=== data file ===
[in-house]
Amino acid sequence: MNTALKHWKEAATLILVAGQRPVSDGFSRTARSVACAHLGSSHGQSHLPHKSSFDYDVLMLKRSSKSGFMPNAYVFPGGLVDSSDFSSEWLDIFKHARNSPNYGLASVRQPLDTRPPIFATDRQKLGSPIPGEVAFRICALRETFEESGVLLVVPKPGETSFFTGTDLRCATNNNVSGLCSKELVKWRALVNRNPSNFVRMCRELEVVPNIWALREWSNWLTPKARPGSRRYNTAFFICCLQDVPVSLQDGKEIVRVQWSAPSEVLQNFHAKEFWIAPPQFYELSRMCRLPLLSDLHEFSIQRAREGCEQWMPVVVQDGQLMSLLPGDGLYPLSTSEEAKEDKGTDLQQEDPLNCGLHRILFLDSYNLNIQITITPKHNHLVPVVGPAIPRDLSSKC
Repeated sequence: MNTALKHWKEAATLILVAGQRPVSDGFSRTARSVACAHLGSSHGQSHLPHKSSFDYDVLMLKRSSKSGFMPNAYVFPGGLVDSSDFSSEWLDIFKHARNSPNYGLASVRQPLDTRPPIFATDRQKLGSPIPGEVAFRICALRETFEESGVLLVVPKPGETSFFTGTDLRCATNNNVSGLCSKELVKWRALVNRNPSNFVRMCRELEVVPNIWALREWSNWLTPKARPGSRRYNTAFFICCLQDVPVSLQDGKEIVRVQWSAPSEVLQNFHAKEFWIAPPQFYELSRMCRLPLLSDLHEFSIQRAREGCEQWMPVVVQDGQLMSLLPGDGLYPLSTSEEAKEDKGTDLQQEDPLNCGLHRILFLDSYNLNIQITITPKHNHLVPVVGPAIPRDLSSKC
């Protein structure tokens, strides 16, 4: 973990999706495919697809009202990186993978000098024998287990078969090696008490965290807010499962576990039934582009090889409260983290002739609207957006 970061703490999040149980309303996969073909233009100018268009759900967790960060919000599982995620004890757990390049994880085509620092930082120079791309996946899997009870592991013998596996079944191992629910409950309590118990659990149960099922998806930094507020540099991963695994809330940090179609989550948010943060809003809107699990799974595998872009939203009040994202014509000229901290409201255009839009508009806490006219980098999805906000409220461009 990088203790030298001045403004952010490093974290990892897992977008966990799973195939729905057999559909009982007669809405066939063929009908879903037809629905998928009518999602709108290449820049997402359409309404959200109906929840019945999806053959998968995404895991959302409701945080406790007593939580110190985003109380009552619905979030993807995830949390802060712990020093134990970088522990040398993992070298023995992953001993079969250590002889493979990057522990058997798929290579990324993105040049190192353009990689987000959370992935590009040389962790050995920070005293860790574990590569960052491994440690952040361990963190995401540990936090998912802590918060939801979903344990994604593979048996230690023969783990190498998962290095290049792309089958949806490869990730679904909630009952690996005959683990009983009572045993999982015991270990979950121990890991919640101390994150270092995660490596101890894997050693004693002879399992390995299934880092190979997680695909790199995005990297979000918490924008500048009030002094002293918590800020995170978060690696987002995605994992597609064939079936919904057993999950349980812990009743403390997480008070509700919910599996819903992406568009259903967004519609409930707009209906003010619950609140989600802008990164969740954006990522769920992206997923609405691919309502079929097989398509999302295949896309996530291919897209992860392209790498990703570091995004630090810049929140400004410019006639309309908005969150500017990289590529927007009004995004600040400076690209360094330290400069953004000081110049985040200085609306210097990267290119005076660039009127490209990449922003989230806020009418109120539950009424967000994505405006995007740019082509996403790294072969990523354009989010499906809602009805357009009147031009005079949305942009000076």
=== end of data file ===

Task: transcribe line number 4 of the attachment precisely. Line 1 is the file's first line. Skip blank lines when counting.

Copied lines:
């Protein structure tokens, strides 16, 4: 973990999706495919697809009202990186993978000098024998287990078969090696008490965290807010499962576990039934582009090889409260983290002739609207957006 970061703490999040149980309303996969073909233009100018268009759900967790960060919000599982995620004890757990390049994880085509620092930082120079791309996946899997009870592991013998596996079944191992629910409950309590118990659990149960099922998806930094507020540099991963695994809330940090179609989550948010943060809003809107699990799974595998872009939203009040994202014509000229901290409201255009839009508009806490006219980098999805906000409220461009 990088203790030298001045403004952010490093974290990892897992977008966990799973195939729905057999559909009982007669809405066939063929009908879903037809629905998928009518999602709108290449820049997402359409309404959200109906929840019945999806053959998968995404895991959302409701945080406790007593939580110190985003109380009552619905979030993807995830949390802060712990020093134990970088522990040398993992070298023995992953001993079969250590002889493979990057522990058997798929290579990324993105040049190192353009990689987000959370992935590009040389962790050995920070005293860790574990590569960052491994440690952040361990963190995401540990936090998912802590918060939801979903344990994604593979048996230690023969783990190498998962290095290049792309089958949806490869990730679904909630009952690996005959683990009983009572045993999982015991270990979950121990890991919640101390994150270092995660490596101890894997050693004693002879399992390995299934880092190979997680695909790199995005990297979000918490924008500048009030002094002293918590800020995170978060690696987002995605994992597609064939079936919904057993999950349980812990009743403390997480008070509700919910599996819903992406568009259903967004519609409930707009209906003010619950609140989600802008990164969740954006990522769920992206997923609405691919309502079929097989398509999302295949896309996530291919897209992860392209790498990703570091995004630090810049929140400004410019006639309309908005969150500017990289590529927007009004995004600040400076690209360094330290400069953004000081110049985040200085609306210097990267290119005076660039009127490209990449922003989230806020009418109120539950009424967000994505405006995007740019082509996403790294072969990523354009989010499906809602009805357009009147031009005079949305942009000076």